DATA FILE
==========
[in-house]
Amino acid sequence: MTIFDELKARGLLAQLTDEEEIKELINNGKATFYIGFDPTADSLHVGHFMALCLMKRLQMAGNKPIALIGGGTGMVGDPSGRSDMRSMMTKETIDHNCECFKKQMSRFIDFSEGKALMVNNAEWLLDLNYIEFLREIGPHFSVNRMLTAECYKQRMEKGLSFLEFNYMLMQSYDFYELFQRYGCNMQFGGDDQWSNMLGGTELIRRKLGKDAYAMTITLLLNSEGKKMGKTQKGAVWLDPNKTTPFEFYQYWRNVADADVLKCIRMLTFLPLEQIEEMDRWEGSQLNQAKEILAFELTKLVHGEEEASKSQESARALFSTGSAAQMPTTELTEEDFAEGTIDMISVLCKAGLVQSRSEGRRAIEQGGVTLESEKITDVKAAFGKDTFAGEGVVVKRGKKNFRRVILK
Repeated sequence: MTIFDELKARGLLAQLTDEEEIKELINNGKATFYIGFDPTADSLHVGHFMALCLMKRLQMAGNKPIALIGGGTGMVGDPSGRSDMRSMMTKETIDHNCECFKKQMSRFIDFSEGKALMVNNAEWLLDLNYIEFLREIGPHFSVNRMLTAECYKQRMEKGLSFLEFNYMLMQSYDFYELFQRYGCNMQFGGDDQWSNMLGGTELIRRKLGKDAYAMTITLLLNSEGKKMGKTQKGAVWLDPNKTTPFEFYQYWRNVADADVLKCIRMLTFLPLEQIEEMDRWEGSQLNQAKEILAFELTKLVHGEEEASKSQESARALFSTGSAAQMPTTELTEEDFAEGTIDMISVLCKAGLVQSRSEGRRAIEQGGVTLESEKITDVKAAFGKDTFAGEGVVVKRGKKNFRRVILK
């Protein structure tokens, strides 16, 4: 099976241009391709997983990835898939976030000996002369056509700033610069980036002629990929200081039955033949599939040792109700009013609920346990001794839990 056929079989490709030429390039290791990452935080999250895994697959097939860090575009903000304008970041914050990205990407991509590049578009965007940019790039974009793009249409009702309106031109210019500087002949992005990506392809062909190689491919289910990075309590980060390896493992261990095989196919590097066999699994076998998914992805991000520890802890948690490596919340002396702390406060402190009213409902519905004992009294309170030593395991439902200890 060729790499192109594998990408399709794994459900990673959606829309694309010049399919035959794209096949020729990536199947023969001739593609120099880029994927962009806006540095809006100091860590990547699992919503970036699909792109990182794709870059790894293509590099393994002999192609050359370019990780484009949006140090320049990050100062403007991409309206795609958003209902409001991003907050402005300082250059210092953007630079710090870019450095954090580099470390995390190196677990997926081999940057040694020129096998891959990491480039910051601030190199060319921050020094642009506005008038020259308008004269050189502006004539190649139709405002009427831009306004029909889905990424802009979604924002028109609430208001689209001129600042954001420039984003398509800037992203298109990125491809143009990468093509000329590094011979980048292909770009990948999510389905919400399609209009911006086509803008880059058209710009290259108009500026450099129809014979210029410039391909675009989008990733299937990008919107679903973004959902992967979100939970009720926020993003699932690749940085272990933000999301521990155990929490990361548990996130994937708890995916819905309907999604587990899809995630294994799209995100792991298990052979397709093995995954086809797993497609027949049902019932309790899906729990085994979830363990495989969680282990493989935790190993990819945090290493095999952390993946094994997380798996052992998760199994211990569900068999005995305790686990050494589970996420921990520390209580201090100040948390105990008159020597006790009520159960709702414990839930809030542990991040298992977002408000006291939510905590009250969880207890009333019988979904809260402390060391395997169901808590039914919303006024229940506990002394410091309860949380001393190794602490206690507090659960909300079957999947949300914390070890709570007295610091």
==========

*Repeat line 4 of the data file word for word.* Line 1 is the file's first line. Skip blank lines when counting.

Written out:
């Protein structure tokens, strides 16, 4: 099976241009391709997983990835898939976030000996002369056509700033610069980036002629990929200081039955033949599939040792109700009013609920346990001794839990 056929079989490709030429390039290791990452935080999250895994697959097939860090575009903000304008970041914050990205990407991509590049578009965007940019790039974009793009249409009702309106031109210019500087002949992005990506392809062909190689491919289910990075309590980060390896493992261990095989196919590097066999699994076998998914992805991000520890802890948690490596919340002396702390406060402190009213409902519905004992009294309170030593395991439902200890 060729790499192109594998990408399709794994459900990673959606829309694309010049399919035959794209096949020729990536199947023969001739593609120099880029994927962009806006540095809006100091860590990547699992919503970036699909792109990182794709870059790894293509590099393994002999192609050359370019990780484009949006140090320049990050100062403007991409309206795609958003209902409001991003907050402005300082250059210092953007630079710090870019450095954090580099470390995390190196677990997926081999940057040694020129096998891959990491480039910051601030190199060319921050020094642009506005008038020259308008004269050189502006004539190649139709405002009427831009306004029909889905990424802009979604924002028109609430208001689209001129600042954001420039984003398509800037992203298109990125491809143009990468093509000329590094011979980048292909770009990948999510389905919400399609209009911006086509803008880059058209710009290259108009500026450099129809014979210029410039391909675009989008990733299937990008919107679903973004959902992967979100939970009720926020993003699932690749940085272990933000999301521990155990929490990361548990996130994937708890995916819905309907999604587990899809995630294994799209995100792991298990052979397709093995995954086809797993497609027949049902019932309790899906729990085994979830363990495989969680282990493989935790190993990819945090290493095999952390993946094994997380798996052992998760199994211990569900068999005995305790686990050494589970996420921990520390209580201090100040948390105990008159020597006790009520159960709702414990839930809030542990991040298992977002408000006291939510905590009250969880207890009333019988979904809260402390060391395997169901808590039914919303006024229940506990002394410091309860949380001393190794602490206690507090659960909300079957999947949300914390070890709570007295610091």